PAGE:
JEREMY takes notes and is nodding.

Mens rea is the mental element, the intention to commit a crime. It’s the difference between accidentally hitting Tim while putting on your coat (the act is there but no intention) and Tim being bloody annoying today so while putting your coat on you gave him a smack in the mouth. Tim’s face hurts exactly the same whether you meant it or not, but if you did it on purpose then it’s a crime.

And now we see the whole twisted, tangled-up impossibility of trying rape. Victims are called liars by defence teams, told they wanted it, accused of being hypersexual, being fantasists, wanting to be beaten, turned on by knives, horny about gangs, etc., because this creates doubt in their testimony, and any doubt = no conviction. There are often only two witnesses (the victim and the rapist) and it is very very difficult to prove that either account is true. Our legal system is built to protect the innocent from wrongful conviction, and so instead the guilty go free.

But as we have seen, the statutory definition of rape includes more than mens rea. You don’t have to have intended to rape someone; you can be convicted if you have been ‘reckless as to whether she consents’. And it’s here that all our assumptions and expectations diverge.

Here is an example from my life. I thought, drunk at a party, that if I got into a bed and fell asleep that I would be left alone, that I was safe and amongst friends. My friend assumed that my being passed out fully dressed in his bed was a sign of sexual interest and that he could remove my trousers and underwear and start going down on me. This was my friend, I don’t think he is a nasty person, but I also don’t understand how he walked into that room and - that’s it, I can’t comprehend what went through his mind, how he came to think that was appropriate behaviour, WHAT ON EARTH MADE HIM DO THAT? He was drunk. I was drunk. But we are the same age and have grown up in the same city, influenced by the same culture, yet we do not seem to agree on the rules.

And so with Ched Evans. He walked into a room where his friend was having sex and assumed he would be welcome too. Clayton McDonald expected him and had sent him that text. Men get aroused by watching each other have sex; this is animal behaviour. McDonald’s consent towards Evans is clear, but what about the female partner? For all of the claims on the website defending Evans of the victim writing tweets about ‘winning big’ or being after the footballer’s money, there is nothing at all to signify that the woman ever desired or planned to have sex with Evans. He was reckless as to whether she consented or not, and that is why he was convicted.

Now, British law does not allow intoxication as a defence. If you were drunk when you punched poor old Tim, then that’s your responsibility. You chose to get so inebriated that people around you were endangered. You’re in charge of your own actions. If Tim was pissed when you hit him, it is still YOU that was at fault. Do you see?


Sorry, I forgot you were here. What I am trying to say is that the onus should be on teaching young men how not to rape people when drunk, as it is they and only they who are legally responsible.

Yes, I got that. Anyway, better go, I think I can hear my cat calling me—

Please stay, I think I have an idea …

JEREMY sits down politely and listens like a good boy.

Being drunk is the new married. It’s viewed as a form of agreement or pre-consent and victims of sexual assault are seen as complicit in their experience. ‘Oh, did you drink wine near penises? Well what did you expect?’ It was Ched Evans who should’ve known there was such a thing as being too drunk to consent. His website should be blaming his school for insufficient sex education. He should be railing at a lad culture that shouts ‘Any hole’s a goal’ at teenage boys and encourages them to see women as conquests rather than people. And he should be helping other young men avoid prison by educating them about how not to unwittingly rape someone. So this was my idea: do you remember ages ago when Tony Blair tried to bring in sexual consent forms?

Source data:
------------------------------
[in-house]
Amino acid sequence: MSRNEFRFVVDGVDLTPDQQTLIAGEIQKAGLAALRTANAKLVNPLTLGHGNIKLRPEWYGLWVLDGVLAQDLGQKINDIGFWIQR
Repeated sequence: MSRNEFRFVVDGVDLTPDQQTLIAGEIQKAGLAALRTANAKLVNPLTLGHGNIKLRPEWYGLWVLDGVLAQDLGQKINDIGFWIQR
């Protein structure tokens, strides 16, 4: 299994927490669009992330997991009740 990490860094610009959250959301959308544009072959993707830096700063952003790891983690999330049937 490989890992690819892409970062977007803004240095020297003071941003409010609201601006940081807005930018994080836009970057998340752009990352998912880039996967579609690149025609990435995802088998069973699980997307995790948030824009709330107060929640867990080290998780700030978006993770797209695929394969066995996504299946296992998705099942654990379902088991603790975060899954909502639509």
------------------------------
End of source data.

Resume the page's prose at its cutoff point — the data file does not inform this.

I’m not getting into that. In the early 2000s there was political discussion about consent forms being a way to combat rape, and although they never really took off there are lots of websites that do help people create them (if you are interested). But I thought, what about if we all had a virtual one in our heads. So that if we are with a partner who is highly intoxicated, we ask ourselves, ‘If I was to get out a six-page legal agreement and ask them to read and sign it, would they be able to? Would they be able to focus on the wording, hold a pen, flick through the pages?’ If the answer is no, then you my friend have found yourself a non-sexual partner to sleep next to respectfully. GOODNIGHT and I hope they don’t puke on you. And here is an interesting fact to remember, Jeremy: when the level of alcohol in a person’s blood goes over 0.08 per cent, they become unable to form long-term memories. This is why some people can seem to be functioning and yet not remember anything the next day. And you can spot this if a drunk person repeats themselves or forgets what they’ve already told you - this probably means they are in a blackout state. You can give them some water and not have sex with them. I also think that sex education with young people should involve hearing from those who have been assaulted. I think if boys and men empathised with certain experiences - being filmed without your permission, being flashed at, as well as violation and rape - then they’d be better equipped to combat the predatory culture that currently shapes them. Wouldn’t they be less likely to slip a drug into a girl’s drink if they had heard, as a fourteen-year-old, from someone whose life was ruined by a drug rape?

SARA walks around, flailing her arms and pretending she is a lawyer.

Boys have to be taught to forget ‘consent’ and wait for enthusiasm. Sex is not something males do to females; it is something people do together. One partner’s arousal and desire should be mirrored by the other, and in heterosexual sex, like in all animals, receptivity should be signalled by the female - and never taken for granted. Now get out, Jeremy!

JEREMY leaves thinking sex education needs to be revolutionised in the UK. SARA knows she is being quite lecturey at the moment but she has all these opinions on this and it feels so important. She does some hula-hooping to calm herself down, then winks at you and beckons for you to follow to the next bit.

* My inner monologue is late nineties.

Sweden was one of the first countries to legislate against marital rape, in 1965.